“Sexuality is an important part of our lives”(King, 2012, p.1), and a reoccurring theme throughout our development. The role that sexuality plays in each of our lives is so important that we see its influence through multiple sources in life, including media and social culture. No matter where you look in society some sort of sexuality is present; whether walking in the mall, observing the family life, or watching teens socialize. What is it though that makes a sexually relationship healthy? Is it attraction, intimacy, love, or interactions with each other? Through this paper we will discuss all the aspects of socio-cultural influences on sexuality, as well as the healthy relationship.
It was Rathus (1993) who told us “human sexuality is the way in which we experience and express ourselves as sexual beings.” It only makes sense that through our environment we learn what is appropriate or inappropriate behavior, even when talking about sex. History is flourished with studies on the affects of sexual experiences, and cultural influences. It was Freud who taught us that we begin our exploration of sex at an early age through psuedosexual stages (Rana, 1977).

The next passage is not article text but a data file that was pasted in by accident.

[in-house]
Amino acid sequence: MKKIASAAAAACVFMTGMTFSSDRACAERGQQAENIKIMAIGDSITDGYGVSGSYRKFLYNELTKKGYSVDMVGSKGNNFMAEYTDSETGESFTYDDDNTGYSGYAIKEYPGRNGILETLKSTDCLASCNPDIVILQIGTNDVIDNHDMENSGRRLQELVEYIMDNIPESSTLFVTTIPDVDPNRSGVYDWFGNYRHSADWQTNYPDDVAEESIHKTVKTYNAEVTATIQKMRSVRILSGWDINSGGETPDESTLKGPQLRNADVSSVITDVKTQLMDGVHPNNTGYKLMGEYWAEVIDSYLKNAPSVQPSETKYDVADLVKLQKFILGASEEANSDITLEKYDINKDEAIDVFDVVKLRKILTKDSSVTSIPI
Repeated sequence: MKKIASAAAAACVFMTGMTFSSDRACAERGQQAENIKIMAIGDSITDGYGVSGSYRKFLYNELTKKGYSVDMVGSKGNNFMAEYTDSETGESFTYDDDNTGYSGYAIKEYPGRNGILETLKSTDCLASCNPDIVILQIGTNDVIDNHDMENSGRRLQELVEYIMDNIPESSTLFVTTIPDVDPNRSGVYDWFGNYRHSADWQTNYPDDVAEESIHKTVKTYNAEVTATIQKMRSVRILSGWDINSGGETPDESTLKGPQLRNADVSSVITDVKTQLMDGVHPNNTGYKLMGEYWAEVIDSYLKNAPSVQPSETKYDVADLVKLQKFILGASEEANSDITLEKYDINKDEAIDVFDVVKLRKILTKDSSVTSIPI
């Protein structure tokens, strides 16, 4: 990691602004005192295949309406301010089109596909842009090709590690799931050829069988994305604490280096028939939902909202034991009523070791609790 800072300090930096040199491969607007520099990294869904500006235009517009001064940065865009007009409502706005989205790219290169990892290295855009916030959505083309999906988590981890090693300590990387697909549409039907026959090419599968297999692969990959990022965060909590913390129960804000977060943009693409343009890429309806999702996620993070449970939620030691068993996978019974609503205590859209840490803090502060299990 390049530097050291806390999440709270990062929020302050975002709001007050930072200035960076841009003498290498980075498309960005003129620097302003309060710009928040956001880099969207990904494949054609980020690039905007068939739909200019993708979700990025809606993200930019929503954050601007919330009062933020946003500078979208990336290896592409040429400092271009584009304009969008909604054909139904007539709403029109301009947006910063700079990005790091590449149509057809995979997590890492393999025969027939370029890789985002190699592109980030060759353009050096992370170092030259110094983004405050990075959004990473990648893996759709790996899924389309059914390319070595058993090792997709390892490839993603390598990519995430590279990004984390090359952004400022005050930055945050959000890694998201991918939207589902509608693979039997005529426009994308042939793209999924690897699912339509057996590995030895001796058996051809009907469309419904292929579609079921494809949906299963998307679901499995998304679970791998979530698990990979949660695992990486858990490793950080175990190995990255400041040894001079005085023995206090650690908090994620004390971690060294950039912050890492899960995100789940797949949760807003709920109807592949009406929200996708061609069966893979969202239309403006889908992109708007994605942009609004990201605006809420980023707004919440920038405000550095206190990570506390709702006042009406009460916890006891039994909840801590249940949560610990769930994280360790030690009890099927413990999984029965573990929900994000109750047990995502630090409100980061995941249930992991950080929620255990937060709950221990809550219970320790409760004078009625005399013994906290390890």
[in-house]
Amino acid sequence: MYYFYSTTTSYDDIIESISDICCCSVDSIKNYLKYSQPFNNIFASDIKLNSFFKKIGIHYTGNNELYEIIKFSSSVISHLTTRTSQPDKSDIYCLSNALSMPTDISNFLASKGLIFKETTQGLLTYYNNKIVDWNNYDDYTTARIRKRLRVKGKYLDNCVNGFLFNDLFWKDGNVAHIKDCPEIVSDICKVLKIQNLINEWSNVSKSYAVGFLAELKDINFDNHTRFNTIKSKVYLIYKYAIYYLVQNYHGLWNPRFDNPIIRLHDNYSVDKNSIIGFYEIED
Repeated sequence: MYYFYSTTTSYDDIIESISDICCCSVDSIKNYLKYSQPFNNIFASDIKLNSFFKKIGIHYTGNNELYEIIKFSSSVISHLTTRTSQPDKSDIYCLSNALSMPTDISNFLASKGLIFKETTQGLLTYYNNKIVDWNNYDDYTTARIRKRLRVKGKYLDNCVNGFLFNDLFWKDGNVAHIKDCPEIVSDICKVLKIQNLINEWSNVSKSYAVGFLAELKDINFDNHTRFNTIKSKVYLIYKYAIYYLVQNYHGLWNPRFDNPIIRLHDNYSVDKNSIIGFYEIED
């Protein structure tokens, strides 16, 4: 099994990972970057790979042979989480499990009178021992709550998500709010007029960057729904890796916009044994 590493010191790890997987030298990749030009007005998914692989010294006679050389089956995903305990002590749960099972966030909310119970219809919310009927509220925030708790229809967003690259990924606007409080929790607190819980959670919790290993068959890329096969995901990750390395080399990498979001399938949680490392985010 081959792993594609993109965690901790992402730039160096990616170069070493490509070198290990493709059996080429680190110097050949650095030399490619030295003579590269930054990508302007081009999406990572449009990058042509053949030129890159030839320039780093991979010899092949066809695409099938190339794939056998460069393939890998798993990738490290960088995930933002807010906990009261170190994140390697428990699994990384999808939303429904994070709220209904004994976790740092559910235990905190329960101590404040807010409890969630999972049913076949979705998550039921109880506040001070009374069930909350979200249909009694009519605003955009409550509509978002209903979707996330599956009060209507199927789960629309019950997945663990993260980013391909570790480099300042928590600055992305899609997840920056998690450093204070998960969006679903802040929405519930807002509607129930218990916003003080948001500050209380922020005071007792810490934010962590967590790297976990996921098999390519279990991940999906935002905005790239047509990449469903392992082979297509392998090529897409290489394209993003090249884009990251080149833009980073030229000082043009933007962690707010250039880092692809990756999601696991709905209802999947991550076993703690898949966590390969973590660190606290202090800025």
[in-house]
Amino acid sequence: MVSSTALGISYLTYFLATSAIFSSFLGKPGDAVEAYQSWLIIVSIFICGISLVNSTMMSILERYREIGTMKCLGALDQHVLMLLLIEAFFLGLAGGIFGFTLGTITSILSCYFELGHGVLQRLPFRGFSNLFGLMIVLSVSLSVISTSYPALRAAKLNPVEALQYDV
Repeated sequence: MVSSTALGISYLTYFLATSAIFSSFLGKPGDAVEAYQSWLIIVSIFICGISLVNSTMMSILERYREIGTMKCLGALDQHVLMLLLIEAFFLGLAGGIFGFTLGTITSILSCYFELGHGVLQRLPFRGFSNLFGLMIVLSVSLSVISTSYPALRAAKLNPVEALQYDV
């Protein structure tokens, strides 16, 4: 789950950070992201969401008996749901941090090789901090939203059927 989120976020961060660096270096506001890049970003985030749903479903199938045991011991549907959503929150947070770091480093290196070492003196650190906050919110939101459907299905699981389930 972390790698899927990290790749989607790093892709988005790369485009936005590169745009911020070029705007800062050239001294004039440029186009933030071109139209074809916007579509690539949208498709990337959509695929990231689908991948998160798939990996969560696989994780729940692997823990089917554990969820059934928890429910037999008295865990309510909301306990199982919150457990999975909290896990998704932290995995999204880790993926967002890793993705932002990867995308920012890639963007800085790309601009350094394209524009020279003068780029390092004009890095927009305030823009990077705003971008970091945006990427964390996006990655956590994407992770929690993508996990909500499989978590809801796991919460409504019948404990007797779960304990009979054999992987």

His second essay on Infantile Sexuality discussed the early childhood stages and perversions that affect all.(Rana, 1977) During this controversial time it is the parents who show young children how to act. Therefore, in a family that hugs and touches each other lovingly we should expect to see the children to do so as well. Children are known for mimicking or “parroting ” behavior in which they attempt to learn the societal norms. With this as the basis of a child’s development as a sexual being they should be off to a good start.
Media Motivators and Sexual Education
Unfortunately, parents are not the only influence on a child’s development in sexuality. From magazine articles to movies we are surrounded by relationships, some are healthy and some are not. Sex…it sells! Or so the media likes to tell us. They post beautiful women half naked on every magazine add, television show, or movie; but it is not just the men who are targeted by such adds. Young girls want to be these women, because they are popular and what society tells us is beautiful.